Tuesday, August 4, 2009
When I came home and told my mom that this was the funniest Harry Potter movie yet, she looked at me dumbfounded and said, "Dumbledore dies at the end."
This may be true, but for the first half of the movie I was laughing till it hurt. David Yates may have ruined Order of the Phoenix for me, but he made it up in diamonds with the work he put into this movie.
For fans of the book, be prepared for extra scenes that J.K. Rowling never approved of. However, unlike its predecessor, these additions improved the pace of the movie. The sexual tension between Ron and Hermione could be felt by everyone in the audience and only added to the hilarity of the first half of the film. On another positive side, Harry showed few signs of true, teenage angst.
My only qualm with the movie is the lack of mystery surrounding the title character of the Half-Blood Prince. Harry should have been obsessed with the book that finally allowed him to succeed in potions class, but there were honestly 2 1/2 scenes depicting the book.
Dumbledore's death could have been less goofy for me, but on the bright side he didn't get slowly pushed into a veil like someone I remember.
The acting was great, I was pleased there was a lot more Snape in this movie than the previous few, and even more Ron and Hermione! David Yates should go on to direct comedies once the series is finished, but I doubt he'd take my advice on that.
The film deserves an A, through and through. Especially compared to the drivel that was Order of the Phoenix. Finally, a film adaptation that does not make my skin crawl.
After I asked Sanchez what his primary focus is, he responded with, “Right now we are actually working on another record, it is part of the overall saga of Coheed and Cambria which is entitled The Amory Wars, it is the origin story of the two characters. I am also working on the adaptation for the In Keeping Secrets:3 record. KillAudio is my other project, which is a designer vinyl toy and a comic book.” Sanchez explained that KillAudio is a Seinfeld-like parody of himself and his friends from home where he places them in interesting scenarios and makes fun of them.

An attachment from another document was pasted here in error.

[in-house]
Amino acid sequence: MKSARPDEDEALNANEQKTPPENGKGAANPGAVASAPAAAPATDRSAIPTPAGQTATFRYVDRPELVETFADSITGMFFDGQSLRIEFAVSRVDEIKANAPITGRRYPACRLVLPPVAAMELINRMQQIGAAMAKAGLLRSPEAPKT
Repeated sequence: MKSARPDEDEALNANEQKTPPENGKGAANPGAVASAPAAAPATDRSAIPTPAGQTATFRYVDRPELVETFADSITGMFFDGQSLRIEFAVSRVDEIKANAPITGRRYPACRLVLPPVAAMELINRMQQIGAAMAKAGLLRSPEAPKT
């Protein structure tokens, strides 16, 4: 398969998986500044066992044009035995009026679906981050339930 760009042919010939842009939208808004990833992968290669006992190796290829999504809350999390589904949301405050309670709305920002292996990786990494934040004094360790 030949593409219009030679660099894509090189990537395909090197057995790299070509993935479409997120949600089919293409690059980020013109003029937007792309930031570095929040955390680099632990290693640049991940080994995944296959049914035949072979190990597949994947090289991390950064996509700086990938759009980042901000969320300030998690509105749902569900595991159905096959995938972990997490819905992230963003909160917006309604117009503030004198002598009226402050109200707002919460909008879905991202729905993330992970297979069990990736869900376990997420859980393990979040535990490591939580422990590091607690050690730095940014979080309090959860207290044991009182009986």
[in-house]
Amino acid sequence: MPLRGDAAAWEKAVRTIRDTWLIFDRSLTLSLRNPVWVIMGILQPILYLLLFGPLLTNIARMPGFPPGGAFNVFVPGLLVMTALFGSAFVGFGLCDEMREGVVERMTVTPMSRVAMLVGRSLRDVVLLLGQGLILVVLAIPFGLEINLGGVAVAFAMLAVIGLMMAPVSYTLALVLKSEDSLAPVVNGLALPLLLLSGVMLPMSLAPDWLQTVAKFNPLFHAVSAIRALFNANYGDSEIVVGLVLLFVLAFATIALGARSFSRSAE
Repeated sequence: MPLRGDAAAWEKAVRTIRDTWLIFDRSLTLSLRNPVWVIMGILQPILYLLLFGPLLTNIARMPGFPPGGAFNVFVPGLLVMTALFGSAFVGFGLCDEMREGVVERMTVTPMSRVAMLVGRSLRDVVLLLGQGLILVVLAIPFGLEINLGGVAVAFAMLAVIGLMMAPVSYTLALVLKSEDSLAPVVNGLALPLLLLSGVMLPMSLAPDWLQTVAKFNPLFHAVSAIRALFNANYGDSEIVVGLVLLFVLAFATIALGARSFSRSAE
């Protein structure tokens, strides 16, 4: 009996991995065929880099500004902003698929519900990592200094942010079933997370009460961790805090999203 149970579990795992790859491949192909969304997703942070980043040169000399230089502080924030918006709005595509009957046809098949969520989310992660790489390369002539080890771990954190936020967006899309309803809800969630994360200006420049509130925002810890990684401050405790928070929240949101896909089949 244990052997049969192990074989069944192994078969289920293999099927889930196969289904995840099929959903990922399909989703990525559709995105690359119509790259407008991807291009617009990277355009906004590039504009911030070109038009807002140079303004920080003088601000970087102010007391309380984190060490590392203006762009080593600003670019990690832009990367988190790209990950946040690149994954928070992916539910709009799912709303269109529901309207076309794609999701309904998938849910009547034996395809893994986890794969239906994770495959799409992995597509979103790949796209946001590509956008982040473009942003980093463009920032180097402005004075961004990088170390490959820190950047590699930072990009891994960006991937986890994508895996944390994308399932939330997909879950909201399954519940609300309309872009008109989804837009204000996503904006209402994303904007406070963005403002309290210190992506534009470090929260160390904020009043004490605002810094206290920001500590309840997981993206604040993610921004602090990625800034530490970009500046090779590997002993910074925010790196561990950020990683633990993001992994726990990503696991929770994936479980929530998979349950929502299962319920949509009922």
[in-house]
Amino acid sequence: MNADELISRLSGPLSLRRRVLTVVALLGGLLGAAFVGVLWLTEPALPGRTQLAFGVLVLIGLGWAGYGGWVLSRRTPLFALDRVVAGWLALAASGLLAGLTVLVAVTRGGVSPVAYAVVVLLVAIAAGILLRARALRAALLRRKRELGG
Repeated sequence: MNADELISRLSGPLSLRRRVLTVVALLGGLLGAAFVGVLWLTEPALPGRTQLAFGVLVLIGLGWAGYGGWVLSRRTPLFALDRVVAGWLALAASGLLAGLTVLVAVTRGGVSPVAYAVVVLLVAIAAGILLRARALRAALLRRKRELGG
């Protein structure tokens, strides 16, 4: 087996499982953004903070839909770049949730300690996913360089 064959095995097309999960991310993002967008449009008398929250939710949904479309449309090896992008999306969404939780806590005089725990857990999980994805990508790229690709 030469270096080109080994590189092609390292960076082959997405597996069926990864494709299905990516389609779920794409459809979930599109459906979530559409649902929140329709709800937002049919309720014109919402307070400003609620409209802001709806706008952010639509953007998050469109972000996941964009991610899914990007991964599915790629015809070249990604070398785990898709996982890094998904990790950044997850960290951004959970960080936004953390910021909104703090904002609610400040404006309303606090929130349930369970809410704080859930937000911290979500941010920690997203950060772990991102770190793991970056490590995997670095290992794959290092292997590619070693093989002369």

When I asked Claudio about his recent Neverender tour, where on each stop the band played an album a night for four days, he admitted the experience was very sentimental. Sanchez said memories from writing the songs and being on tour “300 days out of the year” were brought back to him each time he played. Currently, the band is on tour with Slipknot, and while Sanchez agrees it seems to be an odd pairing he believes the tour is working out and the energy from the audience is more energetic than ever.
I then asked Sanchez which venue is his favorite to play and he said, “I really like playing New York, just because it’s home and it’s my favorite city. But I also really like playing at [this one venue] in Virginia ‘cause there’s a hot tub upstairs.” Sanchez laughed at himself and explained, “I’ve never used the hot tub; it seems like a nice luxury to have.”
Sanchez and I then began to speak about how his music has always been very concept heavy, even when he was not a member of Coheed and Cambria: “if they [songs] had anything to do with me they were embellished onto the point of fiction. Around the time I created Coheed I decided to create an overall story arc within records.” Coheed and Cambria was originally a side project to Sanchez’s previous band, Shabutie, but as soon as they officially adopted the name they hold today Sanchez decided that the story of The Amory Wars would be his main focus. Sanchez’s new side project is The Prize Fighter Inferno, which retains some of the same imagery of Coheed and Cambria’s lyrics and features a linking character in both works named Inferno. Sanchez explains while his band Coheed and Cambria retains more science fiction elements, The Prize Fighter Inferno is a horror story.